Behind the shot: Caiman Under Stars is a blog post from the Pantanal category.

Behind the shot: Caiman Under Stars

Posted by Will on

Our Caiman Under Stars set of photos was shot over the course of three nights last summer. We were in the Pantanal – a massive wetland region of Brazil, over 10 times the size of the Florida Everglades.

Usually we aren’t content with just taking photos during the day so we often go out in search of nocturnal wildlife. On one of our night walks we came across a swampy area where caimans were lying in a channel waiting for fish to swim past. It was a very dark night with no moon but plenty of stars overhead. I’m not sure where the inspiration came from but we decided to try and photograph a caiman with star trails in the sky above.

Caiman Stars
Caiman under the stars

It would have been easy to get the shot by first photographing the caiman and then compositing a second shot of the stars. However, we wanted to achieve the effect in a single exposure (so that it would be eligible for competitions amongst other things).

Composing the shot by the light of a headtorch was the first challenge. We were using a 16mm lens on a full-frame Canon 1Ds Mk III so the second challenge was getting close enough to the caiman!

We knew from experience that we could get a suitable star trail image using a shutter speed of 40 minutes, aperture of f/4.5 and ISO of 200. Based on these settings, we manually controlled the output of an off-camera speedlite flash to correctly expose the caiman in the foreground. This produced a single flash at the start of the exposure which froze the caiman’s initial position on the sensor. For the remainder of the exposure the caiman could thrash around chasing fish as much as it liked without ghosting the image (of course this only worked because the foreground was completely dark – if there had been a moon or stray torch beams then there would have been ghosting).

Caiman Star Trails
Caiman fishing at night in the Pantanal

One last detail – at f/4.5 it would have been impossible to have both the stars and the foreground in focus. To get over this we first focused on the head of the caiman, started the exposure, triggered the flash and then shifted the focus to infinity as quickly as possible!

Once we set the camera off we had to wait for 40 minutes with our flash-lights dimmed, swatting mosquitos and keeping an eye out for jaguars before we could move on to the next shot. We would take around 4 or 5 shots before midnight then flop into our beds with our alarms set for pre-sunrise so that we could enjoy the good morning light. Needless to say, we left the Pantanal exhausted!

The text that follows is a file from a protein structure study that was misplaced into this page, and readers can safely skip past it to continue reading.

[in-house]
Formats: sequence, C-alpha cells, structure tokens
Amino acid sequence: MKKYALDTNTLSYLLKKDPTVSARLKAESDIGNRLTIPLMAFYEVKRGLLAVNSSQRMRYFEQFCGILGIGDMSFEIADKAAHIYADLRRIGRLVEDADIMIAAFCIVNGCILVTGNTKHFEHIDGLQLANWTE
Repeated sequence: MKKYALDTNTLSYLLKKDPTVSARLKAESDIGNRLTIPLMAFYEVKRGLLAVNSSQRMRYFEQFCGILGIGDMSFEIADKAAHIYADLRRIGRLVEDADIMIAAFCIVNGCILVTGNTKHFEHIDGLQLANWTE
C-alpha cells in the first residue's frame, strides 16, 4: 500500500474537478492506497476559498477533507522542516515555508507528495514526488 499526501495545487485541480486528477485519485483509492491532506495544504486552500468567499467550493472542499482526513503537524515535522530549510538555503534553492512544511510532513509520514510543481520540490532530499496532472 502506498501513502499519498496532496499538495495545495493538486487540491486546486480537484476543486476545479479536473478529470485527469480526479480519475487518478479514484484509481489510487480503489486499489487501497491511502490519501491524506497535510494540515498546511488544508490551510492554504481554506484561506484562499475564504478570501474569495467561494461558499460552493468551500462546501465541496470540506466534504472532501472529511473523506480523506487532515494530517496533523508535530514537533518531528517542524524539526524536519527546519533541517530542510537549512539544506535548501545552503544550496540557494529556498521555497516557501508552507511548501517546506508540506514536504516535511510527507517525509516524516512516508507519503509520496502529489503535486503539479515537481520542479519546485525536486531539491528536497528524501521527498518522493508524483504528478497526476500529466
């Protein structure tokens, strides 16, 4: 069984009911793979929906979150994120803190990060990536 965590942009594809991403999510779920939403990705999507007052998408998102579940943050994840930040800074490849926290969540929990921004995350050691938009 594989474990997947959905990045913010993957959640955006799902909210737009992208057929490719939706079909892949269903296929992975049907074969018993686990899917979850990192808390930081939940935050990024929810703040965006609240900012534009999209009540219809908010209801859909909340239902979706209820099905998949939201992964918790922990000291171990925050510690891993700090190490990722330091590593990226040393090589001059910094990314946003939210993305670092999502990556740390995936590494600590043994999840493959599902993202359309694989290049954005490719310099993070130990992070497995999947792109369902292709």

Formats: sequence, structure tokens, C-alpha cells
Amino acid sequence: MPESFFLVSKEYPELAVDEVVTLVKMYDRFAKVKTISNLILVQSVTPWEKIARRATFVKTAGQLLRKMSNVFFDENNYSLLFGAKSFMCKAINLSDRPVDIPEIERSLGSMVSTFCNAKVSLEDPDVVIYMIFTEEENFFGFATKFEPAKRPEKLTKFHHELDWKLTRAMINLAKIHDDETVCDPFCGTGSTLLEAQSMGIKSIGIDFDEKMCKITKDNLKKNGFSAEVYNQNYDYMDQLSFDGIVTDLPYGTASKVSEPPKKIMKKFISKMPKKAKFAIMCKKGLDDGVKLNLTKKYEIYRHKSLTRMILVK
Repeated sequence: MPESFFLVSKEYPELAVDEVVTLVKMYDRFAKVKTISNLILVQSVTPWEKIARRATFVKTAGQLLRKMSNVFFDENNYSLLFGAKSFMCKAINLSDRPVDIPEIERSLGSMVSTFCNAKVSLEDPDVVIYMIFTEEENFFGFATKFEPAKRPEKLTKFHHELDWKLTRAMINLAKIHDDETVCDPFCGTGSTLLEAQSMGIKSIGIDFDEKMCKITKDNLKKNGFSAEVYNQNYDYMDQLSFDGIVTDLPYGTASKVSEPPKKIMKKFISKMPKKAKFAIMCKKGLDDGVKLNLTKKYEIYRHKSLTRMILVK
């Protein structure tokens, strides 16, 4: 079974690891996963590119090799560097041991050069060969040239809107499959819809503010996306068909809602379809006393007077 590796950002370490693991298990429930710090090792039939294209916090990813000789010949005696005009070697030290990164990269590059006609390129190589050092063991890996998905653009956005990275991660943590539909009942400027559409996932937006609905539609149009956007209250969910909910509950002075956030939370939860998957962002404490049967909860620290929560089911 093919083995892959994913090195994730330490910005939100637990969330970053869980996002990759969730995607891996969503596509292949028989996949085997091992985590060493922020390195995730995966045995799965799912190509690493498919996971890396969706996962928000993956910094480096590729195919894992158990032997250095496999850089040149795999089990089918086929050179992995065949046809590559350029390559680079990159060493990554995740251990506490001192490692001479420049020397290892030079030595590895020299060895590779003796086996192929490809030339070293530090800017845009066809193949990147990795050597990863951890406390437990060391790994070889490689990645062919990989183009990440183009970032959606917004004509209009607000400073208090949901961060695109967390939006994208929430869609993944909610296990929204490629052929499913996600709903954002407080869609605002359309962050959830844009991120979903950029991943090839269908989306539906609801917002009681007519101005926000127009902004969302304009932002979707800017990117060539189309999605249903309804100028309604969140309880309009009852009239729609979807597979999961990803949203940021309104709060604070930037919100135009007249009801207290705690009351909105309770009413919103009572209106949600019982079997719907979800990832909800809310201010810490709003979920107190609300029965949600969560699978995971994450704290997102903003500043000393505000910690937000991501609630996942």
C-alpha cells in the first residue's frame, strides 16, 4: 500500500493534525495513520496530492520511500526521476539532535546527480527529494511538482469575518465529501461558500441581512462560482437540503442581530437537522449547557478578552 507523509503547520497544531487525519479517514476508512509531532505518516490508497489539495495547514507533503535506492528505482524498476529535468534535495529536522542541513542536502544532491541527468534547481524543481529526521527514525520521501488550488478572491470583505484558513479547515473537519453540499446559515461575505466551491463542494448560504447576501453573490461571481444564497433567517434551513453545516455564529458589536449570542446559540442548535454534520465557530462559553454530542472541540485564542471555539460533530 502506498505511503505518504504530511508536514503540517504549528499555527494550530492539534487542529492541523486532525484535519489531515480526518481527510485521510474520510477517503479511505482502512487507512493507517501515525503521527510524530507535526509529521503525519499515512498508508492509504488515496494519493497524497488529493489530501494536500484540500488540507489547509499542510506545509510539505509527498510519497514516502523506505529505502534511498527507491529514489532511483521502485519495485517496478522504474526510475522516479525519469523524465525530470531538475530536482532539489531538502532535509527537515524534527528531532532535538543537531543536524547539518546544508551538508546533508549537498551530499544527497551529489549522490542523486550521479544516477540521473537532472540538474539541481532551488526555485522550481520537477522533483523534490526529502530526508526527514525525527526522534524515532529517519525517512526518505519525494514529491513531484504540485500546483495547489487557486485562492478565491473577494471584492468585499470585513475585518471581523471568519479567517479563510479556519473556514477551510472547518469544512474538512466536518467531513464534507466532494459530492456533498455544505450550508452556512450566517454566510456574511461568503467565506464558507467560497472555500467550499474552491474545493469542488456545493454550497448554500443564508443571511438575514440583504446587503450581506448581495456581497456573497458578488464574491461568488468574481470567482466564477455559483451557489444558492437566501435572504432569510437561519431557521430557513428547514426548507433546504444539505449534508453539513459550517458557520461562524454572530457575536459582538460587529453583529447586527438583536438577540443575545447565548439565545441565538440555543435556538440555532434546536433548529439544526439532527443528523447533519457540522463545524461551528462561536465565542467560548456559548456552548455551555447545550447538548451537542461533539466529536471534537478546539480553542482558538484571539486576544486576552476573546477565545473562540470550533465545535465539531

15 Comments

  1. John Doyle said: February 23, 2009 at 4:04 pm

    What can I say… exceptional……How lucky you are to be afforded the opportunity to do something like this.. and to produce such fantastic results…Well done everyone…………John

  2. Madeleine Calaido Weber said: February 24, 2009 at 9:20 pm

    Absolutly stunning, never seen before! great image idea! cheers Madeleine

  3. William Bushe said: February 28, 2009 at 1:45 am

    Hi Guys,

    I was suspicious of the star trails and cayman being in a single exposure… then I read the explanation, nice technique.

  4. Alan Dean said: February 28, 2009 at 5:03 pm

    Great work guys – definitely thinking outside the box. And even more so for sharing the idea. Cheers, Alan

  5. Steve Gill said: February 1, 2010 at 9:28 pm

    Great composition and wonderful lighting make an unusual and evocative image.

  6. Sebastian Kennerknecht said: February 10, 2010 at 4:46 pm

    Wow. Truly inspiring images. You guys are more than deserving of all the attention you are receiving.

    I have a question which I should probably know but I don’t so I figured I would ask.

    You say that you mannually calculated the flash output considering your exposure of 40 minutes, f/4.5, ISO 200. How is this done?

    Thanks!
    Sebastian

  7. Sarah said: April 27, 2010 at 4:26 pm

    Thanks for asking Sebastian, I was thinking the same. It is something I have been wanting to do for ages, get some great shots of the star trails but exactly how do you set it up. Also I was worried my camera would let damp enter being outdoors for so long ….????

  8. Will said: April 27, 2010 at 4:44 pm

    Hi Sebastian/Sarah. You can figure out the exposure by putting the ISO right up and opening up the aperture fully. Then use trial and error to get the correct settings for the stars. Now keep halving the ISO and doubling the exposure time until you get the ISO to a reasonable value. You can also close the aperture by a few stops if you want, again doubling the exposure time for every f-stop.
    If the air is very moist then you might get condensation forming on your camera. The best way to prevent this is to keep your camera warm with some heat pads.

  9. Cornwall Photography said: June 10, 2010 at 12:28 am

    A great shot and thank you for explaining the method you used to get the result. Really simple when you know how. (maybe not really simple)

  10. Joey Rico said: June 10, 2010 at 5:01 am

    wow!!! great shot!!! was always wondering how these shots were taken…

  11. Maud Guye-VUillème said: June 14, 2010 at 7:56 am

    Brilliant ! Love the story :)

  12. Deborah Flowers said: July 1, 2010 at 7:09 am

    These are amazing and awesome images!!! Can I set my shutter open for 40 minutes???
    The story and explanation details is an exceptional inclusion to these fabulous photographs!
    Thank you so much for sharing!

  13. Brian Pflanz said: December 18, 2010 at 9:51 pm

    Amazing shot! I would not have been so concerned with the mosquitos, I would be watching the Caiman!

  14. Ken McCullough said: March 25, 2014 at 12:38 pm

    Could I ask what camera and lens you were using please?

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